"We were glad to see the back of Saddam Hussein and the Taliban," An Iranian foreign ministry employee whispered in my ear at a conference in Istanbul, a year after the disputed Iranian elections of 2009. These wars benefitted Iran by disposing of two common enemies and replacing them with friendlier regimes, yet Iranian media constantly spin the US occupation of both countries as "an imperialist plot."
But will Iran be glad to see the back of Syrian president Bashar Al-Assad? Obviously not. Assad is a loyal ally to Iran and forms part of the Shia Crescent that runs from Iran to Syria and Lebanon with Hezbollah.
There are rumbles of militarily intervening in Syria and with the Friends of Syria meeting being held in Tunisia this is sure to gain some momentum in certain quarters. US secretary of state Hillary Clinton openly talked of arming opposition forces, the idea was backed by the Saudis.
Meanwhile one opposition movement, the National Coordination Committee for Democratic Change (NCCDC), boycotted the meeting, citing they have been excluded from the debate.
Foreign powers have yet to collectively recognise one sole leader of the Syrian opposition movement as they did in Libya. The Syrian National Council (SNC) looks like the obvious choice - empowered at the Tunisia meeting by US support - but this has yet to be officially written into the history books.
And while Russia continues to come unstuck on the Syrian question, NATO member Turkey - a close ally of the US and Saudi Arabia - is aiding arming the opposition by providing space for them to organise. Reports of training camps on Turkish soil have been confirmed to me now by two sources, one an MP and the other a journalist who says he saw the high-walled encampment with his own eyes.
This must be one of the most geo-political conflicts of the last decade and Turkey is ahead of the game. A commentator on Russia Today cut one of his guest speakers short to reaffirm Russia's good intentions. But does he think the argument against military intervention can be translated to mean good intention.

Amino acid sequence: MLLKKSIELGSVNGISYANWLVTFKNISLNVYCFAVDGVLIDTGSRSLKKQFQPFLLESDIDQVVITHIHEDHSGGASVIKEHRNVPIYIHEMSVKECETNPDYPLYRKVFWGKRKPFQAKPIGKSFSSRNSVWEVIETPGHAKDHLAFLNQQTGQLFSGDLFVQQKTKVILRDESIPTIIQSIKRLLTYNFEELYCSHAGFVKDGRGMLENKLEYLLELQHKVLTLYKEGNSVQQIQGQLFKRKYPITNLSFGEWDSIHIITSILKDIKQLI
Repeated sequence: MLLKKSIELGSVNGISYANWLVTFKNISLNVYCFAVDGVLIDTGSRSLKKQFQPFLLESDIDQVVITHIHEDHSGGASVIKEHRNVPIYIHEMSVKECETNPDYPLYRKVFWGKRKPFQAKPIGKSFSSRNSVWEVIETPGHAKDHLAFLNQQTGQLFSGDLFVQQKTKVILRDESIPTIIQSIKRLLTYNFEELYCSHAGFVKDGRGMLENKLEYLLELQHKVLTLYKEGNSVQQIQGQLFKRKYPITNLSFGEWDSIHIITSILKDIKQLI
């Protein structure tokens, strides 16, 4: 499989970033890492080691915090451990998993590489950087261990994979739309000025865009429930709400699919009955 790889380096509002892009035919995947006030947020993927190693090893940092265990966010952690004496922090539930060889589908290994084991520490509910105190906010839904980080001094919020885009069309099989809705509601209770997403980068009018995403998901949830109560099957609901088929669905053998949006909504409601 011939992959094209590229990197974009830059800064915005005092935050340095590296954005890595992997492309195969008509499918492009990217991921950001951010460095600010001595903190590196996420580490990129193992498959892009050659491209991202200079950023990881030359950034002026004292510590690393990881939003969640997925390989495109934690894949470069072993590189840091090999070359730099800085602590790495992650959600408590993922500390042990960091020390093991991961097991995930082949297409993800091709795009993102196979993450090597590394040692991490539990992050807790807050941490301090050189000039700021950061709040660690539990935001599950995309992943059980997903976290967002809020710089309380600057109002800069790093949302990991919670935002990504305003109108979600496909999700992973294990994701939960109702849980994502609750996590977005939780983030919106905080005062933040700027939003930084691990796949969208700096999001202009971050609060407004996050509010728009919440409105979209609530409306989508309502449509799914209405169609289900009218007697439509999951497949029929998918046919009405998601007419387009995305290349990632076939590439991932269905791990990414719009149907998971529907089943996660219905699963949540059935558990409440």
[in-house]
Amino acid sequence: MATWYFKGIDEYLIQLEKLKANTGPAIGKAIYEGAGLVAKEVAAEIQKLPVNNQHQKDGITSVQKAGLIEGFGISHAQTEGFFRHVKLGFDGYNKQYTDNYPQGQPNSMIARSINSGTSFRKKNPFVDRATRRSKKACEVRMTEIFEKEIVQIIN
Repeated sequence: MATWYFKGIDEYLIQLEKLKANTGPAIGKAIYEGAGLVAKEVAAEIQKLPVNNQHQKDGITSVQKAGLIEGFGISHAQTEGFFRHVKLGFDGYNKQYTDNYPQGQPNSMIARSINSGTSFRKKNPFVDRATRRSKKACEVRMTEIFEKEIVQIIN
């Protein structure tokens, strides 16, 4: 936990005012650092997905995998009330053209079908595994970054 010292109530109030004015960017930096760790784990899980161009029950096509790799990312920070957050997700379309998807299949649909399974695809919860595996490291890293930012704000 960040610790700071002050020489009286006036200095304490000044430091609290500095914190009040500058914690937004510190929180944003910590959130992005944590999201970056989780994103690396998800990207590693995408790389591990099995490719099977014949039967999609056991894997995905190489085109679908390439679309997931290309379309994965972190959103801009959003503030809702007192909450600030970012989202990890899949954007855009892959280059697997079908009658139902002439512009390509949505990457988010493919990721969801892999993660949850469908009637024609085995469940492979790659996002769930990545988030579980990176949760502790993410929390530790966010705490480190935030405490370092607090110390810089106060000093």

Emotions do not factor into foreign policy. Strategy does, and Russia has been seemingly caught off guard on the Syrian crisis. Turkey however, has been ahead of the curve after learning their lessons in Libya, a country that Turkish businessmen had invested an estimated 16 billion dollars in prior to the war.
The same host on Russia Today said that estimates of deaths in Syria were inflated, his rational being that journalists were not able to report there to verify numbers. There are endless reports coming out from Syria by journalists willing to risk their lives inside the war-stricken Homs. The news that veteran war reporter Marie Colvin was killed in a military strike should be a stark reminder that the killing can be both targetted and indiscriminate. Her last report included a graphic description of a child who had been killed in the conflict.
The question in all of this is, how can the Western-educated Assads slaughter their own people? I asked a friend who met Assad while working on the Damascus city planning project to describe the man that is now historically an ugly dictator: "What's happening is not really his (Assad) cup of tea, but I wouldn't vouch for his supporters."
Perhaps Assad did not set out to kill his own people, but they are dying as are foreign journalists who are trying to uncover the massacre unfolding infront of world conscience. It is clear there is a real push pull in Syria. The vastness of ethnicities and religious sects is overwhelming to anyone who reads on the Middle East.
The most popular line used by commentators today is: "no one knows what to do because no one knows what will come next", in the meantime people are dying and Assad is responsible.
The argument that no action is okay because action will lead to the unknown is no longer valid. And while I do not under any circumstances advocate military intervention of the type we saw in Iraq or Libya, standing by and doing nothing while innocent children are killed is not the type of humanitarian crisis I want to live with.
Those who blame the Syrian crisis on Israeli desires to oust Assad with the ultimate goal of going up against Iran may have a point, but they are failing to see the reality on the ground for the Syrian people. Many of these commentators wrongly defend Assad. It is easy to talk political strategy from a safe and secure seat in the West, but something must be done and should be done to empower the Syrian's right to determine their own future. Whether there is a geo-political game at play should not detract from Assad's ruthless reaction to it. Assad's ability to indiscriminately kill his own people is at the heart of the Syrian crisis and gets lost in the academic debates.
Kofi Annan has been tasked with the job of mediating a dignified way out for the Syrian president. It would be nice to think that Assad would eventually move over - not unlike what happened in Yemen - to pave the way for a slower and more stable transition to a brighter future for the Syrian people that would hopefully lower the death toll, but is this realistic? Time will tell.
I recently met a Syrian activist in Istanbul who had fled the fighting in fear of his life. He felt guilty that he had left, but also empowered by his new sense of freedom. "We know that the Iranians and the Russians don't care about us. It is a political game. They deny they have their own problems, but history will show them. You can't run from freedom forever."
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